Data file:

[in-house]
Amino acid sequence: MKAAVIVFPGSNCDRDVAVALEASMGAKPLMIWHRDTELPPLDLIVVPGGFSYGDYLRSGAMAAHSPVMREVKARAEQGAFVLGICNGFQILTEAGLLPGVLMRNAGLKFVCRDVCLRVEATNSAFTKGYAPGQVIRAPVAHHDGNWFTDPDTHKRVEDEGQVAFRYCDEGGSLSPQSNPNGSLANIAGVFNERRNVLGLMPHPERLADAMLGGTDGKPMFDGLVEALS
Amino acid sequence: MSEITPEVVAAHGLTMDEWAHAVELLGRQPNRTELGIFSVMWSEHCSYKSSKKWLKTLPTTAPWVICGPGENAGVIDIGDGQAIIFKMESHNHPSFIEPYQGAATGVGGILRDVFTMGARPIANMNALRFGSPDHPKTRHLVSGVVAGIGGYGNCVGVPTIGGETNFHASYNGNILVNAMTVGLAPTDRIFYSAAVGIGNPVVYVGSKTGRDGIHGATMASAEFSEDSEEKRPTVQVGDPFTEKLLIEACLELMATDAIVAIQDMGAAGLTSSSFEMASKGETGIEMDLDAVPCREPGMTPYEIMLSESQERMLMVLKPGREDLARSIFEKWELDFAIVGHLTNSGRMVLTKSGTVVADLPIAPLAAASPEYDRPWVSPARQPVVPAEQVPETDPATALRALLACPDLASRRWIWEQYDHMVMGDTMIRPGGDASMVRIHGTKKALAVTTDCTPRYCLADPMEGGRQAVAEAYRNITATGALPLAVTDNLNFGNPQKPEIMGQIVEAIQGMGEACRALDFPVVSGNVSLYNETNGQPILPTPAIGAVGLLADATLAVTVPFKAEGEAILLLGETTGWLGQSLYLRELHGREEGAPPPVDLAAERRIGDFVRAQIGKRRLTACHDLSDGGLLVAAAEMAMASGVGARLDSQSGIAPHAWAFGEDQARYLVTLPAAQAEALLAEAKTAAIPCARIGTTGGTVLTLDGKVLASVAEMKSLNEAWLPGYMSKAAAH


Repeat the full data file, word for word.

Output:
[in-house]
Amino acid sequence: MKAAVIVFPGSNCDRDVAVALEASMGAKPLMIWHRDTELPPLDLIVVPGGFSYGDYLRSGAMAAHSPVMREVKARAEQGAFVLGICNGFQILTEAGLLPGVLMRNAGLKFVCRDVCLRVEATNSAFTKGYAPGQVIRAPVAHHDGNWFTDPDTHKRVEDEGQVAFRYCDEGGSLSPQSNPNGSLANIAGVFNERRNVLGLMPHPERLADAMLGGTDGKPMFDGLVEALS
Amino acid sequence: MSEITPEVVAAHGLTMDEWAHAVELLGRQPNRTELGIFSVMWSEHCSYKSSKKWLKTLPTTAPWVICGPGENAGVIDIGDGQAIIFKMESHNHPSFIEPYQGAATGVGGILRDVFTMGARPIANMNALRFGSPDHPKTRHLVSGVVAGIGGYGNCVGVPTIGGETNFHASYNGNILVNAMTVGLAPTDRIFYSAAVGIGNPVVYVGSKTGRDGIHGATMASAEFSEDSEEKRPTVQVGDPFTEKLLIEACLELMATDAIVAIQDMGAAGLTSSSFEMASKGETGIEMDLDAVPCREPGMTPYEIMLSESQERMLMVLKPGREDLARSIFEKWELDFAIVGHLTNSGRMVLTKSGTVVADLPIAPLAAASPEYDRPWVSPARQPVVPAEQVPETDPATALRALLACPDLASRRWIWEQYDHMVMGDTMIRPGGDASMVRIHGTKKALAVTTDCTPRYCLADPMEGGRQAVAEAYRNITATGALPLAVTDNLNFGNPQKPEIMGQIVEAIQGMGEACRALDFPVVSGNVSLYNETNGQPILPTPAIGAVGLLADATLAVTVPFKAEGEAILLLGETTGWLGQSLYLRELHGREEGAPPPVDLAAERRIGDFVRAQIGKRRLTACHDLSDGGLLVAAAEMAMASGVGARLDSQSGIAPHAWAFGEDQARYLVTLPAAQAEALLAEAKTAAIPCARIGTTGGTVLTLDGKVLASVAEMKSLNEAWLPGYMSKAAAH